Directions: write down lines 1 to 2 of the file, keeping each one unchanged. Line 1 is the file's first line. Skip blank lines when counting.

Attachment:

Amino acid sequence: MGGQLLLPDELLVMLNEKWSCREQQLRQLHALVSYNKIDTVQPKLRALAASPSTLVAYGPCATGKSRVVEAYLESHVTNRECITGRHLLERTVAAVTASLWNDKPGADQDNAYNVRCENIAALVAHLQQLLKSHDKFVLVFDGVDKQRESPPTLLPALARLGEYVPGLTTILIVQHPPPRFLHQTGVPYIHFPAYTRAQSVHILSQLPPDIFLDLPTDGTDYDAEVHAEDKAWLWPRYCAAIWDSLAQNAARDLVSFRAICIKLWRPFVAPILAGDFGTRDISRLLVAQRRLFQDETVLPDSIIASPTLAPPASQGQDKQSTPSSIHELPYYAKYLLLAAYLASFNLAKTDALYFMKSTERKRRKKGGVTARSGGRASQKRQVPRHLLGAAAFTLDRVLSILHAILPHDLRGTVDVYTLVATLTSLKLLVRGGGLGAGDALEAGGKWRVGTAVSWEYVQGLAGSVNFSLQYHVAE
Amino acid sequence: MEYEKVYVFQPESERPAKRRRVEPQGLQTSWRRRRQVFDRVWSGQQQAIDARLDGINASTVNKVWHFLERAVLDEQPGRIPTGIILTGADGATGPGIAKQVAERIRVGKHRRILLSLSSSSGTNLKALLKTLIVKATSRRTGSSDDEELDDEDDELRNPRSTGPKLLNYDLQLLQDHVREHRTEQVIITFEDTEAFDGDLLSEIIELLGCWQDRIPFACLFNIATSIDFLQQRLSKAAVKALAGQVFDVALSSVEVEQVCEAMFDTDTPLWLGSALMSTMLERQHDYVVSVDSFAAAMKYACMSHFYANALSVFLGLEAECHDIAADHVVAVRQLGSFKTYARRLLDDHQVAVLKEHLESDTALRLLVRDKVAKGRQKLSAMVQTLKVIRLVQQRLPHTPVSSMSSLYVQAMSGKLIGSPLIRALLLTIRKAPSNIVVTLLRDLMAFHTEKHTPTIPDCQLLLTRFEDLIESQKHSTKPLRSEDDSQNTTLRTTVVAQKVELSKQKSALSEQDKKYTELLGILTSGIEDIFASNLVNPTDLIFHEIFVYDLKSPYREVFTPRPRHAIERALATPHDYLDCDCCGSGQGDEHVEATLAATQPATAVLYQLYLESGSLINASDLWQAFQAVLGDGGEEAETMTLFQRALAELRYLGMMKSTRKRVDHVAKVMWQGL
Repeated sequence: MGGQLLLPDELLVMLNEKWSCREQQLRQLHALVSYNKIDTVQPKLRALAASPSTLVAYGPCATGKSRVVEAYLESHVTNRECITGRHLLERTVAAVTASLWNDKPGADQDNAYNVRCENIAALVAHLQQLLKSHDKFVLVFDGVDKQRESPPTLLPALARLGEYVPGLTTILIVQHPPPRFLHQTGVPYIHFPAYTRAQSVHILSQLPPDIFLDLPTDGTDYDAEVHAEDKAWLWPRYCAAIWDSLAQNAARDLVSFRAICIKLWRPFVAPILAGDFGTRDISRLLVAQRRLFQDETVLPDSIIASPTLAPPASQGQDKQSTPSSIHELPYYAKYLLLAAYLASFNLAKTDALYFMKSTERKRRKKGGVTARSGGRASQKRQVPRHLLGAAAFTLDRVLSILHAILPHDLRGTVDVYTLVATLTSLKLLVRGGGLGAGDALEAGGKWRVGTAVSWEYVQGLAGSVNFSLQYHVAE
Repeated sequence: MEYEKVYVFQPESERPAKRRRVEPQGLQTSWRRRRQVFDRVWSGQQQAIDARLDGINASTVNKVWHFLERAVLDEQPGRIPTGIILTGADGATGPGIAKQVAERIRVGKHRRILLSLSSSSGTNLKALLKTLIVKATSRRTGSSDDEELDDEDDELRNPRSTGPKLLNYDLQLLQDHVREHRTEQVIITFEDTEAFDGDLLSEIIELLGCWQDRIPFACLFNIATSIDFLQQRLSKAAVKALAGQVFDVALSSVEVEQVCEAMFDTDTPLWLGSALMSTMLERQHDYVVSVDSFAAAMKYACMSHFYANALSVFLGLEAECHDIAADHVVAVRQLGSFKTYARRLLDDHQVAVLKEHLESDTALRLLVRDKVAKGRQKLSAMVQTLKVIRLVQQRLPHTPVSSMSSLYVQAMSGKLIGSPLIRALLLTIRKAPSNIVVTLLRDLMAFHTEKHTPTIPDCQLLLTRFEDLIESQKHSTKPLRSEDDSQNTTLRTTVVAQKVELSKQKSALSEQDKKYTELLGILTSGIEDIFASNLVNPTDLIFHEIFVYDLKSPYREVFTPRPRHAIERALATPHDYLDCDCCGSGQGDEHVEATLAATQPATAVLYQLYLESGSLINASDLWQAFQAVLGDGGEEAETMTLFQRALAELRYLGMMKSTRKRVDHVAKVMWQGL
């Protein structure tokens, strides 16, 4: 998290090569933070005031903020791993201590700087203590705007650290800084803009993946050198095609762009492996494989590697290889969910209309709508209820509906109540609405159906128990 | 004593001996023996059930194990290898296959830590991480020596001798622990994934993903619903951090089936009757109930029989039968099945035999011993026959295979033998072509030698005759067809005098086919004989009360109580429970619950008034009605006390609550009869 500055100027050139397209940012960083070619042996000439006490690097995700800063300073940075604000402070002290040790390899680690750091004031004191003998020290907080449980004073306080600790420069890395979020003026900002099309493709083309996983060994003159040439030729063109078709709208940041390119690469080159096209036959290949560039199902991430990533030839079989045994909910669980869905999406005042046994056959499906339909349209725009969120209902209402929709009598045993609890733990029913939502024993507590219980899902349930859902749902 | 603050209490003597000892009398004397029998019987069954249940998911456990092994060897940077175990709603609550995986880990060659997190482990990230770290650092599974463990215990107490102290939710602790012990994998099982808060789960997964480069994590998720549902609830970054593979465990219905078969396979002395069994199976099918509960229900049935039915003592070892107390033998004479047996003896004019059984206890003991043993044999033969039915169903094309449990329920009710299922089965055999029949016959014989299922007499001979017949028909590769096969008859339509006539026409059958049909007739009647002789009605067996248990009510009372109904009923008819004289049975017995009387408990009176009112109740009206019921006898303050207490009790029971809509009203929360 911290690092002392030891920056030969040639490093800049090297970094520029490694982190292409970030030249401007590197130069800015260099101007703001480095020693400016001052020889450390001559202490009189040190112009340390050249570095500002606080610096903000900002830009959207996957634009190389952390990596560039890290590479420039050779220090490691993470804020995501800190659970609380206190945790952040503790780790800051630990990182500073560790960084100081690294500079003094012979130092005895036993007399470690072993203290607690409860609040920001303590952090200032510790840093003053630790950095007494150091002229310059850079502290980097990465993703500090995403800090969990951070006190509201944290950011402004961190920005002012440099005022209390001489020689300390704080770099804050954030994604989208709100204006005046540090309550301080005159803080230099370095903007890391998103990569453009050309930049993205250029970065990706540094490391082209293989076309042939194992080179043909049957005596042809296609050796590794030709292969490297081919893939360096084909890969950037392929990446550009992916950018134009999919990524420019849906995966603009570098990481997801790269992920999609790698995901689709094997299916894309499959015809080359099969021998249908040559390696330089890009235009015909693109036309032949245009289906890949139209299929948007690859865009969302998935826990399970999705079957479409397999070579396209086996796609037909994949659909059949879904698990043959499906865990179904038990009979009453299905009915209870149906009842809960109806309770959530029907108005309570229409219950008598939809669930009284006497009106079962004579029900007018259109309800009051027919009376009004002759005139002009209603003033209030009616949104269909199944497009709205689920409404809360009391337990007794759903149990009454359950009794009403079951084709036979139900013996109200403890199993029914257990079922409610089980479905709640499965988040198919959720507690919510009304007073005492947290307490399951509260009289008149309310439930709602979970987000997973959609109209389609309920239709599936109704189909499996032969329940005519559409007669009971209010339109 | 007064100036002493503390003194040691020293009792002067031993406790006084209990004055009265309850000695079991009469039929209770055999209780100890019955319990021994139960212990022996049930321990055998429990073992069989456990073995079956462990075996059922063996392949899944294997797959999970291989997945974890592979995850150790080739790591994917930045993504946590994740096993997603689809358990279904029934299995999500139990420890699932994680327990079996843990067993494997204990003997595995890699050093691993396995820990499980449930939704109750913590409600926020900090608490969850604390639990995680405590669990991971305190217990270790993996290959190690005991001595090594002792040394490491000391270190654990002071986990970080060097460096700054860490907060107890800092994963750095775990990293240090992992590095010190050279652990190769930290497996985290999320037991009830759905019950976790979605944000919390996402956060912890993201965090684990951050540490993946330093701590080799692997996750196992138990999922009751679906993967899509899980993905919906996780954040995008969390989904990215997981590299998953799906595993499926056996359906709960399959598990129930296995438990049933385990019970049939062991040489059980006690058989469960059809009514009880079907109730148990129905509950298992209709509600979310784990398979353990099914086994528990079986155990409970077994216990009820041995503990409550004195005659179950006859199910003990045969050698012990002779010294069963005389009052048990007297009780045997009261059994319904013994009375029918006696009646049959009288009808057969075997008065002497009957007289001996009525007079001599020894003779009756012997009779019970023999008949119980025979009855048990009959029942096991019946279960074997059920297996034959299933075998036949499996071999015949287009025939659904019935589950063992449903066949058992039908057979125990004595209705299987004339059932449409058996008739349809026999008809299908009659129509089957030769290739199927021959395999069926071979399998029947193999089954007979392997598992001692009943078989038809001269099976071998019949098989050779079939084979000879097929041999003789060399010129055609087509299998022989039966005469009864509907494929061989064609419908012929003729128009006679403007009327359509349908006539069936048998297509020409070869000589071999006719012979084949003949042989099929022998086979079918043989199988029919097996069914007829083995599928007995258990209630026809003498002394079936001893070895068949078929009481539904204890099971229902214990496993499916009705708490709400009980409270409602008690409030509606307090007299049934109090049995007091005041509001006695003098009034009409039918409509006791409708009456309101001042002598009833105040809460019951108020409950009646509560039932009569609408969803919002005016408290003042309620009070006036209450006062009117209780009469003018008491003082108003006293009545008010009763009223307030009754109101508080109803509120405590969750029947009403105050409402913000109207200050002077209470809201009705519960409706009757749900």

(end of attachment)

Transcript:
Amino acid sequence: MGGQLLLPDELLVMLNEKWSCREQQLRQLHALVSYNKIDTVQPKLRALAASPSTLVAYGPCATGKSRVVEAYLESHVTNRECITGRHLLERTVAAVTASLWNDKPGADQDNAYNVRCENIAALVAHLQQLLKSHDKFVLVFDGVDKQRESPPTLLPALARLGEYVPGLTTILIVQHPPPRFLHQTGVPYIHFPAYTRAQSVHILSQLPPDIFLDLPTDGTDYDAEVHAEDKAWLWPRYCAAIWDSLAQNAARDLVSFRAICIKLWRPFVAPILAGDFGTRDISRLLVAQRRLFQDETVLPDSIIASPTLAPPASQGQDKQSTPSSIHELPYYAKYLLLAAYLASFNLAKTDALYFMKSTERKRRKKGGVTARSGGRASQKRQVPRHLLGAAAFTLDRVLSILHAILPHDLRGTVDVYTLVATLTSLKLLVRGGGLGAGDALEAGGKWRVGTAVSWEYVQGLAGSVNFSLQYHVAE
Amino acid sequence: MEYEKVYVFQPESERPAKRRRVEPQGLQTSWRRRRQVFDRVWSGQQQAIDARLDGINASTVNKVWHFLERAVLDEQPGRIPTGIILTGADGATGPGIAKQVAERIRVGKHRRILLSLSSSSGTNLKALLKTLIVKATSRRTGSSDDEELDDEDDELRNPRSTGPKLLNYDLQLLQDHVREHRTEQVIITFEDTEAFDGDLLSEIIELLGCWQDRIPFACLFNIATSIDFLQQRLSKAAVKALAGQVFDVALSSVEVEQVCEAMFDTDTPLWLGSALMSTMLERQHDYVVSVDSFAAAMKYACMSHFYANALSVFLGLEAECHDIAADHVVAVRQLGSFKTYARRLLDDHQVAVLKEHLESDTALRLLVRDKVAKGRQKLSAMVQTLKVIRLVQQRLPHTPVSSMSSLYVQAMSGKLIGSPLIRALLLTIRKAPSNIVVTLLRDLMAFHTEKHTPTIPDCQLLLTRFEDLIESQKHSTKPLRSEDDSQNTTLRTTVVAQKVELSKQKSALSEQDKKYTELLGILTSGIEDIFASNLVNPTDLIFHEIFVYDLKSPYREVFTPRPRHAIERALATPHDYLDCDCCGSGQGDEHVEATLAATQPATAVLYQLYLESGSLINASDLWQAFQAVLGDGGEEAETMTLFQRALAELRYLGMMKSTRKRVDHVAKVMWQGL